Few Italian operas come as epic as Banca Monte dei Paschi di Siena SpA. Thanks to an ill-timed and hubristic takeover as well as some questionable accounting practices, the 544-year-old pillar of Siena is on the brink of an ignominious nationalization.
The final act, though, will drag on. One Italian official presented the outline of Monte Paschi's rescue to Bloomberg News as elegantly and triumphantly as a rendition of "Nessun Dorma." In reality, thrashing out the terms of this rescue in Rome, Brussels and Frankfurt will make even a Wagnerian epic look brief.
Act One: The Italian Treasury.
We know the government has proposed raising about 20 billion euros ($21 billion) to support the Italian banking system.
But how much will taxpayers have to stump up for Monte Paschi? It's not clear.
The Italian official talks about making up the shortfall in the bank's own 5 billion-euro capital raising. So far that has raised about 2 billion euros through a debt-for-equity swap.
But will the terms of the existing capital plan, as well as the support from private investors, still hold once the state steps in as majority shareholder? It seems unlikely.
Rome might want to limit the outlay for taxpayers -- but it's hopeful to imagine that it can top up the shortfall with no extra cost.
There's also a chance of extra taxpayer losses if retail bondholders are asked to contribute to the rescue. The official said "bondholders" would be "protected." But what does protection mean -- compensation or exemptions? For some, or all?
Act Two: Brussels vs Rome.
A smooth rescue will depend on selling the deal politically at home -- presumably by painting it as a bailout of savers, not bankers -- and abroad to rule-setters at the European Central Bank and the European Commission. Good luck.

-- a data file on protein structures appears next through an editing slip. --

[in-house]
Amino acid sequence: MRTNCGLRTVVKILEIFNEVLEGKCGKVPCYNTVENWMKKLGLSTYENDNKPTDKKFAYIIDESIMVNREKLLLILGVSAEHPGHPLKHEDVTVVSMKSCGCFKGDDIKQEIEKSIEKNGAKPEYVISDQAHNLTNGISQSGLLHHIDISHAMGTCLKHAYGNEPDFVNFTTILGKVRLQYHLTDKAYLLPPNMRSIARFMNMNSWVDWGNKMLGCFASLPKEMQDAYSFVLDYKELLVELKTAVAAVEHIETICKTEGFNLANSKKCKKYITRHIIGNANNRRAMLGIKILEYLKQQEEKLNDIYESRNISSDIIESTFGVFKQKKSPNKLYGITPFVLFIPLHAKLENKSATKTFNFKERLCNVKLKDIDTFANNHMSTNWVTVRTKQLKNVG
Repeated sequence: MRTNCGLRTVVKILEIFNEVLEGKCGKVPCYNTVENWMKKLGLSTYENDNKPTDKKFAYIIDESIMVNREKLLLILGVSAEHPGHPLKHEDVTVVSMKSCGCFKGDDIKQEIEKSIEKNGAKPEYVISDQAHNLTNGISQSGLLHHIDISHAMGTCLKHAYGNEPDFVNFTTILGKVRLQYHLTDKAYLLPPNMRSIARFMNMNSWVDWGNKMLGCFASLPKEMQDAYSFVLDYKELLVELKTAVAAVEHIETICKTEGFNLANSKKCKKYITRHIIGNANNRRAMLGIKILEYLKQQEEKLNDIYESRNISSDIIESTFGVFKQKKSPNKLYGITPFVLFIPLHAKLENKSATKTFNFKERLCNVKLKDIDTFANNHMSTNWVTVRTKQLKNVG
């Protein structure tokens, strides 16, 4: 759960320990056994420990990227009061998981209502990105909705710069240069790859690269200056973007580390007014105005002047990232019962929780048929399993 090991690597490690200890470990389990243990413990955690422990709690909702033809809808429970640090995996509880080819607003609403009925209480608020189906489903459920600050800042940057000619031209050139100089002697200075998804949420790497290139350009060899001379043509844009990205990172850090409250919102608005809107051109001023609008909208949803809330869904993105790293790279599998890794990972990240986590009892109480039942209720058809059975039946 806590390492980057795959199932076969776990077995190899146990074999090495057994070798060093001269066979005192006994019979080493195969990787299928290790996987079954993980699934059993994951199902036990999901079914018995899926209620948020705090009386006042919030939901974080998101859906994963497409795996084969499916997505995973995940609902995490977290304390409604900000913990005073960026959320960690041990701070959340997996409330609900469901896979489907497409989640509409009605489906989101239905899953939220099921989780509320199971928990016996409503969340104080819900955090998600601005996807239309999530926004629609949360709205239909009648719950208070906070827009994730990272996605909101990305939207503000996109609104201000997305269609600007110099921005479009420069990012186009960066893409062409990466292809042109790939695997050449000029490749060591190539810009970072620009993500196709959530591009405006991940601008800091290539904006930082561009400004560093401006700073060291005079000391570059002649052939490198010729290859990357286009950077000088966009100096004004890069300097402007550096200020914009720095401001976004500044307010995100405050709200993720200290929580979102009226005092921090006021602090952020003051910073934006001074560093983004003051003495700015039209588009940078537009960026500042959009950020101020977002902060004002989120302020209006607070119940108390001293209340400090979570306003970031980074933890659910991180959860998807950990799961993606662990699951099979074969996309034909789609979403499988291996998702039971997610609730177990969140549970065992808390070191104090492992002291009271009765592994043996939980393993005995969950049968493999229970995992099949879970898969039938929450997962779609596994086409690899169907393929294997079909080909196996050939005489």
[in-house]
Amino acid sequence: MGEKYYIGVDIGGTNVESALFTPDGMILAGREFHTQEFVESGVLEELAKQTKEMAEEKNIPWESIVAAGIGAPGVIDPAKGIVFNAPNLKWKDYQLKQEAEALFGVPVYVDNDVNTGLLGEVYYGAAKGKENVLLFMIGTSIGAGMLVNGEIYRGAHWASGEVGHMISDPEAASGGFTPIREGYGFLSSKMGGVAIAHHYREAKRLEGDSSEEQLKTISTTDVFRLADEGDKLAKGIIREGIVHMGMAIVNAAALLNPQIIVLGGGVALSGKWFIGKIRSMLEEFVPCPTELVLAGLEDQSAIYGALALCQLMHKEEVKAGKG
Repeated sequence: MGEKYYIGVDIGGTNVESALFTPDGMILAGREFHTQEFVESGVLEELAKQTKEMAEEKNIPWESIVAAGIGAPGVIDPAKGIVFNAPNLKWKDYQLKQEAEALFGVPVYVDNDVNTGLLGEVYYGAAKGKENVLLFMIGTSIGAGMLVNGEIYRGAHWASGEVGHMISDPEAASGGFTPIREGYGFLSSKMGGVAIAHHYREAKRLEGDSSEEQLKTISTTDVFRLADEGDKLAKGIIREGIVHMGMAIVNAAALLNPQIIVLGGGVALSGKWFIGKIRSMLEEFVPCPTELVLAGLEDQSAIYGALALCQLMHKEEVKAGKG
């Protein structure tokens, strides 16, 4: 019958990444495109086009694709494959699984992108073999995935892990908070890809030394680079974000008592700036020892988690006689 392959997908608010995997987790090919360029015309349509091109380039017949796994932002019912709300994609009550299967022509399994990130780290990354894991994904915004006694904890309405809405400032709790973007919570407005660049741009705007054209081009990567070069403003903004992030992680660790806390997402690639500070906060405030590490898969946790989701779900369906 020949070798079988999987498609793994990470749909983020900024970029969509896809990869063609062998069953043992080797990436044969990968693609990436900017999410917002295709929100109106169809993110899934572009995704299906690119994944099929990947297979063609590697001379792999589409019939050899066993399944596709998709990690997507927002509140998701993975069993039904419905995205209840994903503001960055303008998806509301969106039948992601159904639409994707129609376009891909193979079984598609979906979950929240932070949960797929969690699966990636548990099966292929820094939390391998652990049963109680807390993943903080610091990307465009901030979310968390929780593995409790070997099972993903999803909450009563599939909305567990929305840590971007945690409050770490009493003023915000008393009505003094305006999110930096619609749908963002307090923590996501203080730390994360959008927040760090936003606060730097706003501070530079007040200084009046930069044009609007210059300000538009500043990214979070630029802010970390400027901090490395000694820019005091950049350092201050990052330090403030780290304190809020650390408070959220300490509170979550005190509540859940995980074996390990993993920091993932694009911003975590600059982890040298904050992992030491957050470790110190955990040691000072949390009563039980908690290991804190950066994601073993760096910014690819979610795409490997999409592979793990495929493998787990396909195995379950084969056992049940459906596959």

Italian households own a lot of bank bonds that are vulnerable to extra losses under EU crisis rules. Persuading Europe to bend those rules will be a Herculean task. The ECB has so far shown itself to be inflexible on Italian banks. It refused to extend a deadline for Monte Paschi to raise capital after the departure of reformist Prime Minister Matteo Renzi.
This tough negotiating spot will no doubt be made harder by the anti-establishment Five Star Movement at home, which is demanding a parliamentary investigation into Monte Paschi and a full nationalization of the bank.
Act Three: Monte Paschi's Boardroom.
Where is the bank's strategy in all this?
It's hard to imagine Monte Paschi could be any worse run in public hands than private. But if the bank has been a political football in the past, imagine what it will be like as a state-controlled entity. It's likely the bank will look very different.
European state aid rules would normally require some kind of restructuring or asset sales to avoid distorting competition. That would drastically change the task ahead for CEO Marco Morelli, whose whole business plan was drafted assuming the bank would remain in private hands.
As final, climactic arias go, Monte Paschi's will be a long one -- and the fat lady has barely drawn breath.
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